Disenfranchisement and Ambiguity in the Face of Loss: The Suffocated Grief of Sexual Assault Survivors

AuthorTashel Bordere
Published date01 February 2017
Date01 February 2017
T B University of Missouri–Columbia
Disenfranchisement and Ambiguity in the Face of
Loss: The Suffocated Grief of Sexual Assault
Grief, loss, and social injustice are vital ele-
ments in the distinct yet intersecting stories of
sexual assault and post-assault survivorship. Yet
survivors must frequently cope in isolation or in
programs and therapeutic settings informed by
literature that does not consistently account for
grief and loss as central to their experiences.
Utilizing a feminist framework, I review and
critique literature on sexual assault survivor-
ship and loss with focus on factors related to
disenfranchisement and suffocated grief among
young adult females. I also explore how these
factors further complicate grief and mourning
processes. Implications for socially just and cul-
turally appropriate research and practice with
bereaved sexual assault survivors are provided.
There is no greater agony than bearing an untold
story inside you.
—Zora Neale Hurston, Dust Tracks on the
Road, 1969
Sexual assault survivors are among the most dis-
enfranchised populations, coping with narratives
of multiple losses, uncertainty, and grief that fre-
quently go unacknowledged (Doka, 1989). An
alleged perpetrator gleefully walked across the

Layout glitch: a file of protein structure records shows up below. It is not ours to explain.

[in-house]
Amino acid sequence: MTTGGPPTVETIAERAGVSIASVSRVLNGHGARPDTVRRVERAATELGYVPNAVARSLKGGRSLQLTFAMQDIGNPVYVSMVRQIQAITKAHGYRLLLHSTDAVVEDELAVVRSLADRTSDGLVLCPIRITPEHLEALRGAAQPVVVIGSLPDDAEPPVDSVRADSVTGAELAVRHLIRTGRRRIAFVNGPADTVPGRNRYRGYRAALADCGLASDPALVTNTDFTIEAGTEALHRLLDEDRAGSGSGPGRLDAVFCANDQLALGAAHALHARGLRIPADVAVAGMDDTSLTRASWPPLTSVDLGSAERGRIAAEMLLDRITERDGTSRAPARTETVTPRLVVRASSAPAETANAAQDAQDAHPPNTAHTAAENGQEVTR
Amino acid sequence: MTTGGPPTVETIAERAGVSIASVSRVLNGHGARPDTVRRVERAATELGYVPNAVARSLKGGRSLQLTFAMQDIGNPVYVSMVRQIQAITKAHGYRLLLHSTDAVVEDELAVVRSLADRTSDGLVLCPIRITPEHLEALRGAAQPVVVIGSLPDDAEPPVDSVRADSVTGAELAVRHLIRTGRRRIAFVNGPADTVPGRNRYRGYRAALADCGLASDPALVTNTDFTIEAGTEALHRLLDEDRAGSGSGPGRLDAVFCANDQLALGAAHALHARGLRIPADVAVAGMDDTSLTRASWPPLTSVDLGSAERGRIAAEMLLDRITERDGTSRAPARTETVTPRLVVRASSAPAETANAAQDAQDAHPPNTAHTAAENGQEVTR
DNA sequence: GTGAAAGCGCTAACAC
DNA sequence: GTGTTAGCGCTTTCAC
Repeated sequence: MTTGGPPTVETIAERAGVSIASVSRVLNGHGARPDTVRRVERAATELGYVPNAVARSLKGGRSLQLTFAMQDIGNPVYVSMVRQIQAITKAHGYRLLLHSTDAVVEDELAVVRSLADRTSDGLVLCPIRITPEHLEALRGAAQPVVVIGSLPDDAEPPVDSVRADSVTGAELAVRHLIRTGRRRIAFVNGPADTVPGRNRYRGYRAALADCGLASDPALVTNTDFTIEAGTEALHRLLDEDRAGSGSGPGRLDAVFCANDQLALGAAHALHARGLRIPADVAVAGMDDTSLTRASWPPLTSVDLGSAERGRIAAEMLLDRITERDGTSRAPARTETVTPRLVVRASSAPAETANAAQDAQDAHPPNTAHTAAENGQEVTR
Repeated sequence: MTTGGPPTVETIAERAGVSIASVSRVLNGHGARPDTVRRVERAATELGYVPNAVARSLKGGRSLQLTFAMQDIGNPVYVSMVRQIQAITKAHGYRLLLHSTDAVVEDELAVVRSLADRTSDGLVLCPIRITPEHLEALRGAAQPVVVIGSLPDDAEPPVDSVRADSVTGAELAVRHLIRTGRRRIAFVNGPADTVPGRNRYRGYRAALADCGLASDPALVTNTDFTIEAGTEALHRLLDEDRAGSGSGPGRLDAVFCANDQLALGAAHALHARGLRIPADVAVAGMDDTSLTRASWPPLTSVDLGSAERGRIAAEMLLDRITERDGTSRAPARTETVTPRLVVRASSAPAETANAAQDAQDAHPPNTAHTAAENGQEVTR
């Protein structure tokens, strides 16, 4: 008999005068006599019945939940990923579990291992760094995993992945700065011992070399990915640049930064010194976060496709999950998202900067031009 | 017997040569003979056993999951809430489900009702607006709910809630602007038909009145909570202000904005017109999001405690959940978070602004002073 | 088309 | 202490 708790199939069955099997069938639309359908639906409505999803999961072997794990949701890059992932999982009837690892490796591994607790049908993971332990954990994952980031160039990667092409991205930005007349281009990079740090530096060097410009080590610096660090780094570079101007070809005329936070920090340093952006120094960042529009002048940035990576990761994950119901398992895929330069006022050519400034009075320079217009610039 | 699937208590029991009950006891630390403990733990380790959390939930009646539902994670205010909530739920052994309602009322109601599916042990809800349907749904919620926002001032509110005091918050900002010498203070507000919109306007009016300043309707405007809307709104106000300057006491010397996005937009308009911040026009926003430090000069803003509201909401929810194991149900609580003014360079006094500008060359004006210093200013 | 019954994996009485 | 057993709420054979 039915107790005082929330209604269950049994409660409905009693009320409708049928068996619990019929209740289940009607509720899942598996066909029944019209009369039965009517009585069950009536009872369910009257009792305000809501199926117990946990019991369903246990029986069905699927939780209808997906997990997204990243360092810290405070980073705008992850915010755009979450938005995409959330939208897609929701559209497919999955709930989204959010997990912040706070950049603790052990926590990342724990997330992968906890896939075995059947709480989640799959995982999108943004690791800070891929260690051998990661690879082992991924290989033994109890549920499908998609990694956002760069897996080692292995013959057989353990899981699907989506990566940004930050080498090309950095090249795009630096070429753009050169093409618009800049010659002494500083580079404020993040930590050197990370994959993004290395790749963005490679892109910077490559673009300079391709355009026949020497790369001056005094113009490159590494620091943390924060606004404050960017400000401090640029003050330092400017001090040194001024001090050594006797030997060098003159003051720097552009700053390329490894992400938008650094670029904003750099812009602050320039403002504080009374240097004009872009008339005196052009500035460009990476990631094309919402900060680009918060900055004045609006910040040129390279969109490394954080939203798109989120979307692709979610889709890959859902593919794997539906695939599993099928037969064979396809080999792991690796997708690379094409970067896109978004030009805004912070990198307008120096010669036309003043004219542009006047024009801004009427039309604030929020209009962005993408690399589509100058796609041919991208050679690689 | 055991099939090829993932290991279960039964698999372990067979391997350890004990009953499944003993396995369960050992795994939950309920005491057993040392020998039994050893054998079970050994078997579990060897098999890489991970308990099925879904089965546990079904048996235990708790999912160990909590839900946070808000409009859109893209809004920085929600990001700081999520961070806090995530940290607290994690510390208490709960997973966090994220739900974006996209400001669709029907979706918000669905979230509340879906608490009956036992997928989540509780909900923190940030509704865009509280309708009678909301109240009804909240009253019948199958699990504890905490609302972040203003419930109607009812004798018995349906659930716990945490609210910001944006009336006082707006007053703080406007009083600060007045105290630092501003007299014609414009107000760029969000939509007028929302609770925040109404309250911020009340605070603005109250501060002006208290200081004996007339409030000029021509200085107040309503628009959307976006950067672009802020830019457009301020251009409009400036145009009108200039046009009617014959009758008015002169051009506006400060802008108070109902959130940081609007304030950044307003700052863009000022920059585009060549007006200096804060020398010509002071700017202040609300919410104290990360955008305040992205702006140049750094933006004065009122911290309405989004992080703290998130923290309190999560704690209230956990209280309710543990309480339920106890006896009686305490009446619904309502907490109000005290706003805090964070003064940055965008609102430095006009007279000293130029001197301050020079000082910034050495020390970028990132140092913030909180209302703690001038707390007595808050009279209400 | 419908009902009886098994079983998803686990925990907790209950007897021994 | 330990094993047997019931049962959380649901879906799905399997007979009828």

stage at college graduation, cheered on by an
Department of Human Development and Family Science,
University of Missouri-Columbia (borderet@missouri.edu).
Key Words: Grief, loss, sexual assault survivors, social jus-
tice, young adult females.
audience, some of whom, aware of the assault,
applauded nonetheless. Meanwhile, the assault
survivor, disoriented and betrayed by a system
and society designed to protect offenders, strug-
gles with grief that is suffocated by a system
lled with penalties (Bordere, 2016b) around
missed days at work, delayed class assignment
submissions, and oppressive stigma stemming
from the assault. The survivor is left to con-
tend with losses of trust and physical and emo-
tional safety. She faces the agony of knowing
that despite the perpetrator’s nefarious actions,
he will experience the freedom to participate in
a life of possibilities and protections with few or
no social, educational, or legal sanctions—a lux-
ury that, in an instant, was violently seized from
the survivor.
This article is a call for more activist research
(see Cancian, 1993) employing feminist per-
spectives and promoting social change that
benets female sexual assault survivors (here-
after survivors). There is a need for more